I always loved the aromas coming from our kitchen when I was growing up when my mother made homemade chutney or relish. And the chutney that she made is absolutely delicious. Chutney is made with green tomatoes and I had plenty of those. In 2012, I planted alot of tomatoes in my backyard garden. I thought that I had covered the tomatoes with netting to prevent the birds, squirrels and possums from eating them. But something still got to the tomatoes and I watched in disbelief as one by one my precious tomatoes disappeared. It was too much to think that all my tomatoes would vanish, so I picked everything — red ones and green ones.
What could I do with all these tomatoes, I pondered? And I remembered my mother’s relish that she canned very summer. I located the recipe, which turned out to be from my grandmother Heisey. Sure enough, the chutney was made from green tomatoes.
Yes, mustard greens grow in Louisiana: they are a cool weather plant and grow well in the fall here. I’ve been growing them for 3 years now.
The first year I got a late start and didn’t get the transplants going until the middle of October. Even so, they were quite large by Thanksgiving. Last year I planted mustard seeds – several varieties – in September and had more mustard greens than I knew what to do with. This year I planted 8 plants and harvested 2 pounds today. I cut the plants off close to the ground, and I’m sure they will come back. We still haven’t had a frost – it is in the 80’s – more like summer.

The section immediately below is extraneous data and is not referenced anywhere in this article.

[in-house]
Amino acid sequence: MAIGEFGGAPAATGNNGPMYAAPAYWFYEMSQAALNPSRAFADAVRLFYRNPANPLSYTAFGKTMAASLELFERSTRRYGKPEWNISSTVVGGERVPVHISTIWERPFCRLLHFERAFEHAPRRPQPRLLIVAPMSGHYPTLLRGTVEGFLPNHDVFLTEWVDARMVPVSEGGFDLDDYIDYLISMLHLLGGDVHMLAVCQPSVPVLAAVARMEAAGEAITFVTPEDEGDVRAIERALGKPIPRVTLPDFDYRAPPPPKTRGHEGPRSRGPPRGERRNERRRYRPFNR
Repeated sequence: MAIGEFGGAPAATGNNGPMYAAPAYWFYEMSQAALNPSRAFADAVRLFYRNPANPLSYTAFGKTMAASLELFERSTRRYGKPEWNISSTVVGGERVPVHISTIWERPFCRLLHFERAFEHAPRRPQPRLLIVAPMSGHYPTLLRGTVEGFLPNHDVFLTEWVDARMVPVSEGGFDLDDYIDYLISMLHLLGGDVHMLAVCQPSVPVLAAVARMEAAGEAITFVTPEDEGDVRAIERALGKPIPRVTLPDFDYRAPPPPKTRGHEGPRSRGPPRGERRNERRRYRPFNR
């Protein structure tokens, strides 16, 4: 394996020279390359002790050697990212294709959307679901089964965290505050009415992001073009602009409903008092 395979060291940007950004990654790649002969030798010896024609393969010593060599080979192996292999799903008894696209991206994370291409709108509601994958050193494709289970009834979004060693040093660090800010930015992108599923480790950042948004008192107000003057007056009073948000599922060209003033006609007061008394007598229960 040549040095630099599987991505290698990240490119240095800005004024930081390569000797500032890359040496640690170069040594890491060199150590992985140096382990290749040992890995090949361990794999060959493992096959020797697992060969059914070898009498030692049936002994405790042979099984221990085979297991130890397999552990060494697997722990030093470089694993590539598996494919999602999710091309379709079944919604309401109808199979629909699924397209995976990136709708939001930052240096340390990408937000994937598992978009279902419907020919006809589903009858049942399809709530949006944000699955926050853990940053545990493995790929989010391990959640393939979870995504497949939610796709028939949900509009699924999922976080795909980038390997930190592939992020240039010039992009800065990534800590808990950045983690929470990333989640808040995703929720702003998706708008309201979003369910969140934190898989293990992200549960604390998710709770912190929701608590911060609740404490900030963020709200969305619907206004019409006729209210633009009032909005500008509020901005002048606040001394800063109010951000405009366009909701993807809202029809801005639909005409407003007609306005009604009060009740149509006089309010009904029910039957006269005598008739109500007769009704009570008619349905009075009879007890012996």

In true southern fashion, I cooked mustard greens and cornbread. The mustard greens were braised in a small amount of cooking liquid, thus keeping in the nutrients. I made the cornbread from scratch, using plain yogurt. Both were very tasty.
Braised Mustard Greens
1 pound fresh mustard greens
1 Tbsp canola-corn oil blend (any cooking oil will do)
1 medium onion, chopped
2 garlic cloves, minced
1/4 tsp red pepper flakes (optional)
1/2 cup water
1 Tbsp cider vinegar
Method and Steps:
- Wash the mustard greens well, remove thick stems, chop and set aside.
- Heat the oil in large, heavy pot, add the onion and garlic and stir. Turn heat down to medium-low and continue to stir and cook until the onion is translucent, about 10 minutes.
- Add the red pepper flakes and stir.
- Add the water, then add the mustard greens to the pot in several batches, stirring to coat. Turn up the heat until the water boils, then cover and return the heat down to medium. Cook 5 minutes.
- Remove lid, add the cider vinegar and cook until most of the liquid evaporates.
1 cup all purpose flour
1 cup yellow cornmeal
2 tsp. baking powder
1 tsp. baking soda
1/2 tsp salt
1-1/2 cup plain yogurt
2 eggs, beaten
1/4 cup margarine, melted
Method and Steps:
- Heat oven to 425 degrees. Oil a square 8″ baking pan.
- In a large bowl, mix the flour, cornmeal, baking powder, baking soda and salt.